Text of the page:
Despite a malfunctioning steering system and dwindling hydrazine fuel levels, the $600 million spacecraft stayed in action for nine years and 19 observation campaigns-far longer than its original four-year mission.
"In the end, we didn't have a drop of fuel left over for anything else", Charlie Sobeck, project system engineer at NASA's Ames Research Center, said during a teleconference. Kepler was created to survey more than 100,000 stars in our galaxy to determine the number of sun-like stars that have Earth-size and larger planets, including those that lie in a star's 'habitable zone, ' a region where liquid water, and perhaps life, could exist.
The next-generation planet hunter space telescope for Nasa, TESS, launched in April and will survey far more cosmic terrain than Kepler. Professor Lewis Dartnell from the University Of Westminster discusses Kepler's legacy. But the innovative spacecraft enjoyed an illustrious career, discovering as many as 2,600 planets and inspiring new fields of research, NASA said.
Mission scientists anxious that the spacecraft may have been irreparably rendered ineffective after the steering malfunction in 2012, though they eventually came up with an ingenious solution in 2013 using pressure generated by the sun's rays to compensate for a failed reaction wheel and aim it at observation targets.
NASA scientists are expected to spend the next decade trawling through data provided by Kepler in search of new discoveries. When it launched in 2009, it was equipped with "the largest digital camera outfitted for outer space observations at that time", NASA wrote, and scientists on Earth had very limited knowledge of planets beyond the reach of the solar system.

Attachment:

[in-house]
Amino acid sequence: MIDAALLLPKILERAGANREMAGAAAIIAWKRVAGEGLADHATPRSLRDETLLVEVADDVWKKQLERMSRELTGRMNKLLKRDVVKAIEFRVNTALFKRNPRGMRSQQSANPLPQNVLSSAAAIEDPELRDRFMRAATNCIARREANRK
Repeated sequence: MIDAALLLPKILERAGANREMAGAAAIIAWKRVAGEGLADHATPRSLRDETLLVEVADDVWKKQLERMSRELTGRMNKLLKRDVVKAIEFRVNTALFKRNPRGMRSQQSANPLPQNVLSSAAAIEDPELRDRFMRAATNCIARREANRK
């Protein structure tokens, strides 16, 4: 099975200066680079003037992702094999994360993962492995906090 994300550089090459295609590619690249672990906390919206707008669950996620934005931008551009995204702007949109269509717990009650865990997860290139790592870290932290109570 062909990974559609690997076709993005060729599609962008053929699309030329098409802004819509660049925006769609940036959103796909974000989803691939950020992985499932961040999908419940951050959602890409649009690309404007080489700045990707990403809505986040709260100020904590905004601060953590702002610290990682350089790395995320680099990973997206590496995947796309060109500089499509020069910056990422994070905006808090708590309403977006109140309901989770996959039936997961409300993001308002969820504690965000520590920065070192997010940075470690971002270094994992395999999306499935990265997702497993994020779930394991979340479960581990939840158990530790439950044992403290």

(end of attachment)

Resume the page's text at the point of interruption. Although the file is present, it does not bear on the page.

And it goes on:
The telescope's findings indicate that distant star systems are populated with billions of planets, and it even helped pinpoint the first moon known outside our solar system.
Tess will mainly scout for planets in the Goldilocks zone of a star. The spacecraft had been in what NASA called a "no-fuel-use" safe mode since it was contacted by controllers October 19.
Originally positioned to stare continuously at 150,000 stars in one star-studded patch of the sky in the constellation Cygnus, Kepler took the first survey of planets in our galaxy and became NASA's first mission to detect Earth-size planets in the habitable zones of their stars.
"When we started conceiving this mission 35 years ago, we didn't know of a single planet outside our solar system", said the Kepler mission's founding principal investigator, William Borucki, now retired.
The most common size of planet Kepler found doesn't exist in our solar system - a world between the size of Earth and Neptune - and we have much to learn about these planets.
Now orbiting the sun 94 million miles (156 million km) from Earth, the spacecraft will drift further from our planet when mission engineers turn off its radio transmitters, the U.S. space agency said.
"We know the spacecraft's retirement isn't the end of Kepler's discoveries", according to Jessie Dotson, Kepler's project scientist at the Ames Research Center.
Engineers managed to downlink all the final science data stored aboard the spacecraft before control was lost.
Both use the same system of detecting planetary transits, or shadows cast as they pass in front of their star.
"Because of Kepler, what we think about our place in the universe has changed", Hertz said.
"The Kepler mission has paved the way for future exoplanet studying missions".